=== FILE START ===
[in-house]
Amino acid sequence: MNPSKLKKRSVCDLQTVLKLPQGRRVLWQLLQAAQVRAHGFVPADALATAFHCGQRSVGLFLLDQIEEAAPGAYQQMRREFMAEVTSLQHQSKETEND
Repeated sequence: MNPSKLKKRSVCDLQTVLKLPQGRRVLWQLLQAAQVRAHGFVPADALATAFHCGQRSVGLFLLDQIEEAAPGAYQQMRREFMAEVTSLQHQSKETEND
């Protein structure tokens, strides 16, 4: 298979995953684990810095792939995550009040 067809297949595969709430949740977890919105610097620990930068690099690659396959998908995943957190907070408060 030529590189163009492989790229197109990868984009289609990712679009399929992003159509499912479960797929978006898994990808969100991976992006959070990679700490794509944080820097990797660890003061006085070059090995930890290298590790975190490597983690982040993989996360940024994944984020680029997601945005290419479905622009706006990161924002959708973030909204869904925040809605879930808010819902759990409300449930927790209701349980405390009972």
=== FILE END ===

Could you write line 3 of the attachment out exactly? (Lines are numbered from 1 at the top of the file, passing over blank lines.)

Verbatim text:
Repeated sequence: MNPSKLKKRSVCDLQTVLKLPQGRRVLWQLLQAAQVRAHGFVPADALATAFHCGQRSVGLFLLDQIEEAAPGAYQQMRREFMAEVTSLQHQSKETEND